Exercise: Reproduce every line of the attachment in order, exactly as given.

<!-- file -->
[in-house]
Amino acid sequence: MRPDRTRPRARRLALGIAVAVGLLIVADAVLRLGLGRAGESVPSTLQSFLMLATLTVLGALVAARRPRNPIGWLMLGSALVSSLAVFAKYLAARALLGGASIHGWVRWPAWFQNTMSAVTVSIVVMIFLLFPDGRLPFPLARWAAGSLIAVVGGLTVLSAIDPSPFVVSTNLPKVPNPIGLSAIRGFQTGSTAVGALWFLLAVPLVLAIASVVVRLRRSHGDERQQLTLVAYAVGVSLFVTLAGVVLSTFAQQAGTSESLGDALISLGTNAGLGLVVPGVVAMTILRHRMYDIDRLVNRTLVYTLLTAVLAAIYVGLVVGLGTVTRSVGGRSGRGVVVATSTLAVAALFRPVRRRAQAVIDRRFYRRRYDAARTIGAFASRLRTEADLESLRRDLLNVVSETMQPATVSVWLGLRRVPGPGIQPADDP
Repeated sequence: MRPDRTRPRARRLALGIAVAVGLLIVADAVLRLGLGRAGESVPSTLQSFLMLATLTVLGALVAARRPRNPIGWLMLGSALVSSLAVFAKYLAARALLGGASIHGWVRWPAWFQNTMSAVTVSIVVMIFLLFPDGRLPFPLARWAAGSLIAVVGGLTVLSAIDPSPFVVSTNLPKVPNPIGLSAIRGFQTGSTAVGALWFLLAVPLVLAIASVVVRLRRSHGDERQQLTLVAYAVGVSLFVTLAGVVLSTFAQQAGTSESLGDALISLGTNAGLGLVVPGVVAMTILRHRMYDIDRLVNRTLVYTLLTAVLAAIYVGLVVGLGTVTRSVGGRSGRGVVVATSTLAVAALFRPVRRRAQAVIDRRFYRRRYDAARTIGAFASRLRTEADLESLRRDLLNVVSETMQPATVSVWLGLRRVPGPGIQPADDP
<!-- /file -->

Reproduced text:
[in-house]
Amino acid sequence: MRPDRTRPRARRLALGIAVAVGLLIVADAVLRLGLGRAGESVPSTLQSFLMLATLTVLGALVAARRPRNPIGWLMLGSALVSSLAVFAKYLAARALLGGASIHGWVRWPAWFQNTMSAVTVSIVVMIFLLFPDGRLPFPLARWAAGSLIAVVGGLTVLSAIDPSPFVVSTNLPKVPNPIGLSAIRGFQTGSTAVGALWFLLAVPLVLAIASVVVRLRRSHGDERQQLTLVAYAVGVSLFVTLAGVVLSTFAQQAGTSESLGDALISLGTNAGLGLVVPGVVAMTILRHRMYDIDRLVNRTLVYTLLTAVLAAIYVGLVVGLGTVTRSVGGRSGRGVVVATSTLAVAALFRPVRRRAQAVIDRRFYRRRYDAARTIGAFASRLRTEADLESLRRDLLNVVSETMQPATVSVWLGLRRVPGPGIQPADDP
Repeated sequence: MRPDRTRPRARRLALGIAVAVGLLIVADAVLRLGLGRAGESVPSTLQSFLMLATLTVLGALVAARRPRNPIGWLMLGSALVSSLAVFAKYLAARALLGGASIHGWVRWPAWFQNTMSAVTVSIVVMIFLLFPDGRLPFPLARWAAGSLIAVVGGLTVLSAIDPSPFVVSTNLPKVPNPIGLSAIRGFQTGSTAVGALWFLLAVPLVLAIASVVVRLRRSHGDERQQLTLVAYAVGVSLFVTLAGVVLSTFAQQAGTSESLGDALISLGTNAGLGLVVPGVVAMTILRHRMYDIDRLVNRTLVYTLLTAVLAAIYVGLVVGLGTVTRSVGGRSGRGVVVATSTLAVAALFRPVRRRAQAVIDRRFYRRRYDAARTIGAFASRLRTEADLESLRRDLLNVVSETMQPATVSVWLGLRRVPGPGIQPADDP